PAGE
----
The day it was announced that Varadhan would receive the 2007 Abel Prize, the editors of the IMS Bulletin invited me to write a profile “bio-sketch”. Having, as a consequence of writing two biographical pieces about him in the past, become his official biographer, I suppose they assumed that it would be easy for me to write another. Given the tight deadline, I accepted their invitation on the condition that they allow me to borrow extensively from the article I wrote for the Notices of the AMS at the time when Varadhan ran for the presidency of that august society, an article to which, with all due modesty, I attribute the sound trouncing that he received in the subsequent election. They agreed and, as anyone familiar with it will recognize, I have lifted most of what follows from my Notices article.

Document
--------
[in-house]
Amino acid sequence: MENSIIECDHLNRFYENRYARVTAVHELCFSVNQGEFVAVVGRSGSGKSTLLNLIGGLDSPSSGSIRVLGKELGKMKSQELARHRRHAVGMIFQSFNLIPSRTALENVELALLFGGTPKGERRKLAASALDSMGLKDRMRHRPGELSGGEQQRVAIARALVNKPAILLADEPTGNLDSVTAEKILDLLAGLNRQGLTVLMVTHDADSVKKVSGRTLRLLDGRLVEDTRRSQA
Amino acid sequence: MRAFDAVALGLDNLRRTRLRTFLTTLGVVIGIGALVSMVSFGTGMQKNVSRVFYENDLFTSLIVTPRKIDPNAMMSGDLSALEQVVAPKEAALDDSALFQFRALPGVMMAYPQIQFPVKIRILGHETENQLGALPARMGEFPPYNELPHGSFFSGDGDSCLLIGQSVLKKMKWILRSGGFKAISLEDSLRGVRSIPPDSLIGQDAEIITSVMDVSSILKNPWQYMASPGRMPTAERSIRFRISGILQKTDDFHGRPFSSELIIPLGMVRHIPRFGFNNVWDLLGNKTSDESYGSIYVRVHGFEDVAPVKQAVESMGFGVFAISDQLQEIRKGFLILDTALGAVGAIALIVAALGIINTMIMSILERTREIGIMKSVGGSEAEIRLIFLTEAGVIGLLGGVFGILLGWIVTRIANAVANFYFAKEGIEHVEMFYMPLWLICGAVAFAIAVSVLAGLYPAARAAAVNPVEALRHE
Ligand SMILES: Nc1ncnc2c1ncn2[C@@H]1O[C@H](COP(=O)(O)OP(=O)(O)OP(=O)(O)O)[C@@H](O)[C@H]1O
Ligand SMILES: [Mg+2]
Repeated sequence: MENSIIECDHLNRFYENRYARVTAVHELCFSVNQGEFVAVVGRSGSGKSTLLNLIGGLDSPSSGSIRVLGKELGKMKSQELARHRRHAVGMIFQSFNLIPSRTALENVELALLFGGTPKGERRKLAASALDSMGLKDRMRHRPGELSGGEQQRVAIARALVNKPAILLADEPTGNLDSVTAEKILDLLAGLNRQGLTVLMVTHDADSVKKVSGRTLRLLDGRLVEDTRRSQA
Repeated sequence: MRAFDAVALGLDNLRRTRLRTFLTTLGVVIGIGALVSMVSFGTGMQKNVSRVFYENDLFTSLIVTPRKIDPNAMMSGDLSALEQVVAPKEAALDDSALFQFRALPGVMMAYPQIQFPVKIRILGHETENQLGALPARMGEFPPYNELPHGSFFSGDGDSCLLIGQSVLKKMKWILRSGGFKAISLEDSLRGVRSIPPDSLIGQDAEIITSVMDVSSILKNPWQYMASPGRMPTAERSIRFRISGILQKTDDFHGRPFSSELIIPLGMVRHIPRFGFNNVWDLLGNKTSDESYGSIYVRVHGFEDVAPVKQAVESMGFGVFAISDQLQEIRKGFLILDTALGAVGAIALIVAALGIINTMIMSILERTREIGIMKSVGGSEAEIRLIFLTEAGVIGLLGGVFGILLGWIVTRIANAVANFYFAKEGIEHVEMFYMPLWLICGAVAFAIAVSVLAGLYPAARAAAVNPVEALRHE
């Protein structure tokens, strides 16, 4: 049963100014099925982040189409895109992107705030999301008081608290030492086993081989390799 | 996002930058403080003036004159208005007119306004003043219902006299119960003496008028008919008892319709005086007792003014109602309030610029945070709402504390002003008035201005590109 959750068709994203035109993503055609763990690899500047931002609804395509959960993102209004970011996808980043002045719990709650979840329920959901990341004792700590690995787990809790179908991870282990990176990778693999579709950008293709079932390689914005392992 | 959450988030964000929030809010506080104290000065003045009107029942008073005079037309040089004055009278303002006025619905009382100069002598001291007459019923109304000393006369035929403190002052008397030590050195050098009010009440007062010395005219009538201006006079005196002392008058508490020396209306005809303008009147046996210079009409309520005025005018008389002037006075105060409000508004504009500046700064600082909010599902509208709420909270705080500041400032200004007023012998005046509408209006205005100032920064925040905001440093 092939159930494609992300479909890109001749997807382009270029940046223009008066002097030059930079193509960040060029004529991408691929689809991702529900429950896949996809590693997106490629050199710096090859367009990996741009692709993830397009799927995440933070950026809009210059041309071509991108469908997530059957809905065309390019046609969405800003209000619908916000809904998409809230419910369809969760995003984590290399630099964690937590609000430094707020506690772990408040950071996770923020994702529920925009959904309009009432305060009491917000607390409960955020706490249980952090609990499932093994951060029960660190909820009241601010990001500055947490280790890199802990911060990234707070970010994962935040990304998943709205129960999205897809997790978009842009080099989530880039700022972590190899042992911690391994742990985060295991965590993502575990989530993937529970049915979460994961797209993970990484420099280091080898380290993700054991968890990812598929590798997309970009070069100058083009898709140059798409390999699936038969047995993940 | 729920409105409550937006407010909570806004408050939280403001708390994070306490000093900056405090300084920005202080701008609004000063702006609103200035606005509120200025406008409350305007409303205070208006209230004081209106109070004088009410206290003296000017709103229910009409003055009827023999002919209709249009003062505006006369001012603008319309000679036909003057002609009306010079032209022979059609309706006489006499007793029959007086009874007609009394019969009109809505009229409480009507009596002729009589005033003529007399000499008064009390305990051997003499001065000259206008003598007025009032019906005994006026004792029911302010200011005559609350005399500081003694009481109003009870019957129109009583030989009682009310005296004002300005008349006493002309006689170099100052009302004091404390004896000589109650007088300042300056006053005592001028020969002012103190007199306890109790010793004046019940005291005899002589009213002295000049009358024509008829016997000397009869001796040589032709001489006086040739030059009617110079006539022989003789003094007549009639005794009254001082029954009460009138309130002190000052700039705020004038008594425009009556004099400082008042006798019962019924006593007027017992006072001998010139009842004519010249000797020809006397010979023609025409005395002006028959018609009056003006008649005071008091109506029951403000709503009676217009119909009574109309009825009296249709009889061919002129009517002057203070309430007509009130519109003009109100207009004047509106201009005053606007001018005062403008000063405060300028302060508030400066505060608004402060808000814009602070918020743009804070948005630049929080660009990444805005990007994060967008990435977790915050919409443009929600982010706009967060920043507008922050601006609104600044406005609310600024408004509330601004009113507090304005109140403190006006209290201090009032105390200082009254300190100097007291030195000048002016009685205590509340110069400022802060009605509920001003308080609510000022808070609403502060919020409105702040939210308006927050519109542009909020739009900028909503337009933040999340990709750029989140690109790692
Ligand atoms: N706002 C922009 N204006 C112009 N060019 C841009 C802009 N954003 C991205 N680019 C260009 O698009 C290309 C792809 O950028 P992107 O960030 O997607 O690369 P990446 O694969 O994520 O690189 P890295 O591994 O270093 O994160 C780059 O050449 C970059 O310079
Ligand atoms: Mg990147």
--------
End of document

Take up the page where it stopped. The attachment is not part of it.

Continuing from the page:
Varadhan, whom everyone else calls Raghu, came to America from his native India in the fall of 1963. Arriving at Kennedy Airport (or was it still Idlewild?), he proceeded to Manhattan by bus, past twenty miles of uninterrupted cemeteries. For a young Hindu from Madras accustomed to tidier procedures for disposing of the dead, this introduction to his future home must have been less than reassuring: was he entering some sort of necropolis? His destination in Manhattan was that famous institution, The Courant Institute of Mathematical Science, where, at the behest of Monroe Donsker, he had been given a postdoctoral fellowship. At the time, CIMS had not yet moved out of the hat factories to which NYU had originally consigned Richard Courant’s reincarnation of Gottingen. Thus, when I, a humble graduate student from the opulent Rockefeller Institute, first met Varadhan, he was sequestered in one of the many dingy, windowless offices out of which flowed a remarkably large fraction of the postwar mathematics of which America (or at least the American mathematical community) is justly proud.